Whittington: Creation of baccalaureate degree programs at CMC is addressed by the Colorado Revised Statutes (Title 23, Sec. 23-71-133). Requirements include workforce and student demand for the programs, accreditation potential, and cost-effectiveness. These are important — and legal — factors for adding degree programs. Employers, including nonprofits, find it difficult to attract employees to CMC’s district due to housing costs. Working with businesses to provide an appropriately educated workforce helps everyone win. I would add that the ability to attract and keep excellent instructors to engage and inspire students is critical.
Hartzell: The access to four-year degrees in the high country is an exciting development. Nursing, Business, Education, Leadership & Management, and Sustainability constitutes a great start! CMC has done a wonderful job of offering AAS degrees in Ski Area Operations, Resort Management, Ski Business and the like. Articulation of these degrees with four-year colleges has been good, yet we might want to consider expanding into four-year degrees in areas such as these.
Do you support CMC’s income-share agreement loan program for immigrant students who don’t qualify for traditional loans? Elaborate.
Hartzell: The key is, as stated, do they have financial need, do they have no access to federal financial assistance, do they qualify as in-state or in-district students and do they have U.S. work authorization? If we are truly a community college providing educational opportunities to our local residents, and others, yes, I support the income-share agreement loan program. No money comes out of CMC’s pockets and repayment of the funds provides continuing opportunities for others who do not personally have the funds to attend college.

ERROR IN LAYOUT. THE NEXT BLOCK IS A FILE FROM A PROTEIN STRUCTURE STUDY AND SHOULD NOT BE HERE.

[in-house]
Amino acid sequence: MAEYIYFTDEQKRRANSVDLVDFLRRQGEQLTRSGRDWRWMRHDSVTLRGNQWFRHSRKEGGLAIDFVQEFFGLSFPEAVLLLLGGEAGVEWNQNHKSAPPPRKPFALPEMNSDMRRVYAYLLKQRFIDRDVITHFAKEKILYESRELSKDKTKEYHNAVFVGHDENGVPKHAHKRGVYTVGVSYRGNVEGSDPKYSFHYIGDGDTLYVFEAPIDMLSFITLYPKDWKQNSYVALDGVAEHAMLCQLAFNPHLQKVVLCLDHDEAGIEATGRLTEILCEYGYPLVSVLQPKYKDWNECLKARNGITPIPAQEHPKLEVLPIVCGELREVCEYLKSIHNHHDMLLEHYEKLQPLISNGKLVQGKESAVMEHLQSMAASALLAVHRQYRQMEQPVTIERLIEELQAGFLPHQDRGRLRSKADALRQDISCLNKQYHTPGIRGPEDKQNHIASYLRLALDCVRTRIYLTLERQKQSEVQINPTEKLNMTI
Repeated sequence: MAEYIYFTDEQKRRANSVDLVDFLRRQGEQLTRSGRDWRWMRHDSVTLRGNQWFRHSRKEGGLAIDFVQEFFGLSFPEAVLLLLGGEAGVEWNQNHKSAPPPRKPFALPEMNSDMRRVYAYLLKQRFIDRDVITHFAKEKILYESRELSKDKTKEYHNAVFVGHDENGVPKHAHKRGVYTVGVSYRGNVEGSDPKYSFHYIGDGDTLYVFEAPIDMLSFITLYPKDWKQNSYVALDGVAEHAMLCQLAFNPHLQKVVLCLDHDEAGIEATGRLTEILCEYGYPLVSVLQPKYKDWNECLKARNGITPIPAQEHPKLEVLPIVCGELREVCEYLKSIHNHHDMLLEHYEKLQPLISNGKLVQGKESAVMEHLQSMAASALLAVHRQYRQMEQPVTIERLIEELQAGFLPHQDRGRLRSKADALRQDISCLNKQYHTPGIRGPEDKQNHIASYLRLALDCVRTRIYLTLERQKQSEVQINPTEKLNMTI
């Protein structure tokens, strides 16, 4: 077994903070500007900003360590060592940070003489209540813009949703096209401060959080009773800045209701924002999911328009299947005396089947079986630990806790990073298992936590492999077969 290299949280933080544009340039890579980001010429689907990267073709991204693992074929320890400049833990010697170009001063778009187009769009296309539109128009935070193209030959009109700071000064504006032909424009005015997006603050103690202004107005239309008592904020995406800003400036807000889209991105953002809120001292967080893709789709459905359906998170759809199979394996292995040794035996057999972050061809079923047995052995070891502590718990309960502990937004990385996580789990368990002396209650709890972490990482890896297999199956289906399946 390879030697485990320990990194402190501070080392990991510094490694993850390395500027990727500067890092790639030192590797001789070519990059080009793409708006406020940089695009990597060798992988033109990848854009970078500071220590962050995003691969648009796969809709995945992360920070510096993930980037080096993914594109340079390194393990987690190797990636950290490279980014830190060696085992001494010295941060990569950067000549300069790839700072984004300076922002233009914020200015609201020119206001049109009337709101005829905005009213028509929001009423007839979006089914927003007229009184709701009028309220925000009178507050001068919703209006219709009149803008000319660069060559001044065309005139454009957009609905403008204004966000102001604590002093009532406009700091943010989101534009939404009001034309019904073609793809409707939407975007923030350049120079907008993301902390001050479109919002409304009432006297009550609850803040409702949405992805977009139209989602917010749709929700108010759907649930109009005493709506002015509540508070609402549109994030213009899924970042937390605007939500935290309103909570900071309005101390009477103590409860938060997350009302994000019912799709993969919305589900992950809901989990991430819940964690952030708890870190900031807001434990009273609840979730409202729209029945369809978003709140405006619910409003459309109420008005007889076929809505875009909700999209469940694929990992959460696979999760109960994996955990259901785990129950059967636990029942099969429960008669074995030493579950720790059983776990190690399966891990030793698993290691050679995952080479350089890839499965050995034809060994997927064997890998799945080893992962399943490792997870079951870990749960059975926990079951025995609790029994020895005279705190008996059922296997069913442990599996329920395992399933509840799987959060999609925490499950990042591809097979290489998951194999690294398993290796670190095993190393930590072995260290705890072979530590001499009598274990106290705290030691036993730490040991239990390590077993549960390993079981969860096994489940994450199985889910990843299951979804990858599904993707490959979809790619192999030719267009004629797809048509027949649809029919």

Whittington: ISAs are controversial. Some critics label them “indentured servitude” that hurts students, including immigrants, who do not qualify for government loans. Sen. Elizabeth Warren sent letters about the dangers of ISAs to colleges considering them, including CMC. She underestimates colleges’ abilities to create sensible guidelines. My alma mater, Purdue University, offers ISAs through their Back a Boiler program. We must not allow Sen. Warren and other critics to insult our intelligence and that of our students. We should offer immigrants (and other debt-averse students) creative options for paying for college.
In tight financial times, do you prefer to look to taxpayers or student tuition to balance the budget? Explain.
Whittington: Tuition for in-district students must not be raised. Families living in CMC districts are already paying taxes to support CMC. I am also opposed to raising taxes. We should instead be working to make CMC the best possible steward of district resources. CMC should also not cut or reduce salaries or benefits for faculty, who are vitally important for student success and engagement and must be encouraged to stay. Instead, CMC should scrutinize expenditures to ensure that everything we pay for is supporting our mission, including services for our communities.
Hartzell: Colorado Mountain College is already a low-cost alternative bringing benefits to the student as well as to each community. I would look first towards raising tuition to weather tight financial times. The taxpayer has not seen an appreciable rise in the mill levy for quite some time. A property tax increase is also a viable alternative as the entire amount raised would not come directly from community residents but would include second-home owners as well.
The win comes as Republicans try to flip control of the U.S. House in the midterm elections after Democrats secured control in the Senate.